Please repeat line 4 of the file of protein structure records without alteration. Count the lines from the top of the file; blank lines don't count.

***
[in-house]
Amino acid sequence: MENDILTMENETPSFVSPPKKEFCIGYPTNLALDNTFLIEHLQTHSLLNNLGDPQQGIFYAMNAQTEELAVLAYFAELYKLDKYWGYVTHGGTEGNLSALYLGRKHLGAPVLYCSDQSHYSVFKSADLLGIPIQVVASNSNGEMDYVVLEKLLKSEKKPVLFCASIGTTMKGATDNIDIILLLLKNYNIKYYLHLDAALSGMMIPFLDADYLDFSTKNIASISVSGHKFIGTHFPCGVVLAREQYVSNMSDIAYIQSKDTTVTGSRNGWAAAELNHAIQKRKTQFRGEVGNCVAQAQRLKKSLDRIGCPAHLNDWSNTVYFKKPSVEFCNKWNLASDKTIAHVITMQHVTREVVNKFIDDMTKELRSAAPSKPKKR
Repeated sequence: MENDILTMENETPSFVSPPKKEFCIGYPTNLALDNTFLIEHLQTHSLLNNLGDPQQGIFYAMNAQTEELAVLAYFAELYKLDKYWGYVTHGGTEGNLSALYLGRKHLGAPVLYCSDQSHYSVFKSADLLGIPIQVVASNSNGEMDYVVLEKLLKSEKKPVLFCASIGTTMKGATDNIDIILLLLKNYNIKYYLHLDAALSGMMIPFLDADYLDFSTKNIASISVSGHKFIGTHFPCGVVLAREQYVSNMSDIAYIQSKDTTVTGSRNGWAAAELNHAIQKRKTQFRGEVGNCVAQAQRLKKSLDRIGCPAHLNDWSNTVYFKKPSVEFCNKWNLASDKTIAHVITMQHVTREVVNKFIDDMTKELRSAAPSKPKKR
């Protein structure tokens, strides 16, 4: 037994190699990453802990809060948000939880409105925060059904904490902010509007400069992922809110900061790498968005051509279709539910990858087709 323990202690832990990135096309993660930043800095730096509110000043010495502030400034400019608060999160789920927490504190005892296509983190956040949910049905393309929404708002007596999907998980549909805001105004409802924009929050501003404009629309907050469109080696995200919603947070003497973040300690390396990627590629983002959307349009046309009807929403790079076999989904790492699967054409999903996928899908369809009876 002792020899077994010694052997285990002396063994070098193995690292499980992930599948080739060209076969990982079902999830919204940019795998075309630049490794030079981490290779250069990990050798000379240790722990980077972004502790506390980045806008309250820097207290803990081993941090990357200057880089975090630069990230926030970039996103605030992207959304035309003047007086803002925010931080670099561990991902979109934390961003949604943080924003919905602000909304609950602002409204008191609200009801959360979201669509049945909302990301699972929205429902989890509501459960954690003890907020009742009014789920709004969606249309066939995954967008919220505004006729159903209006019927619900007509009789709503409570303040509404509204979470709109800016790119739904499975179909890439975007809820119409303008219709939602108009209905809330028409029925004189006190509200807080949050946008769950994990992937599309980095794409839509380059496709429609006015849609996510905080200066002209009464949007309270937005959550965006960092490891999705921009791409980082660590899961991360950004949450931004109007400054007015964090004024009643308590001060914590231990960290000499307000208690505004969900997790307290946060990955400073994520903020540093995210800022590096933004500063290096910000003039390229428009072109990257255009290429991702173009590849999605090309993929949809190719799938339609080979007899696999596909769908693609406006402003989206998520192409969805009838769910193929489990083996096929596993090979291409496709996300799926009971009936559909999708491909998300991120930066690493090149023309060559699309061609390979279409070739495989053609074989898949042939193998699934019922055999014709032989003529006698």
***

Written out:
């Protein structure tokens, strides 16, 4: 037994190699990453802990809060948000939880409105925060059904904490902010509007400069992922809110900061790498968005051509279709539910990858087709 323990202690832990990135096309993660930043800095730096509110000043010495502030400034400019608060999160789920927490504190005892296509983190956040949910049905393309929404708002007596999907998980549909805001105004409802924009929050501003404009629309907050469109080696995200919603947070003497973040300690390396990627590629983002959307349009046309009807929403790079076999989904790492699967054409999903996928899908369809009876 002792020899077994010694052997285990002396063994070098193995690292499980992930599948080739060209076969990982079902999830919204940019795998075309630049490794030079981490290779250069990990050798000379240790722990980077972004502790506390980045806008309250820097207290803990081993941090990357200057880089975090630069990230926030970039996103605030992207959304035309003047007086803002925010931080670099561990991902979109934390961003949604943080924003919905602000909304609950602002409204008191609200009801959360979201669509049945909302990301699972929205429902989890509501459960954690003890907020009742009014789920709004969606249309066939995954967008919220505004006729159903209006019927619900007509009789709503409570303040509404509204979470709109800016790119739904499975179909890439975007809820119409303008219709939602108009209905809330028409029925004189006190509200807080949050946008769950994990992937599309980095794409839509380059496709429609006015849609996510905080200066002209009464949007309270937005959550965006960092490891999705921009791409980082660590899961991360950004949450931004109007400054007015964090004024009643308590001060914590231990960290000499307000208690505004969900997790307290946060990955400073994520903020540093995210800022590096933004500063290096910000003039390229428009072109990257255009290429991702173009590849999605090309993929949809190719799938339609080979007899696999596909769908693609406006402003989206998520192409969805009838769910193929489990083996096929596993090979291409496709996300799926009971009936559909999708491909998300991120930066690493090149023309060559699309061609390979279409070739495989053609074989898949042939193998699934019922055999014709032989003529006698």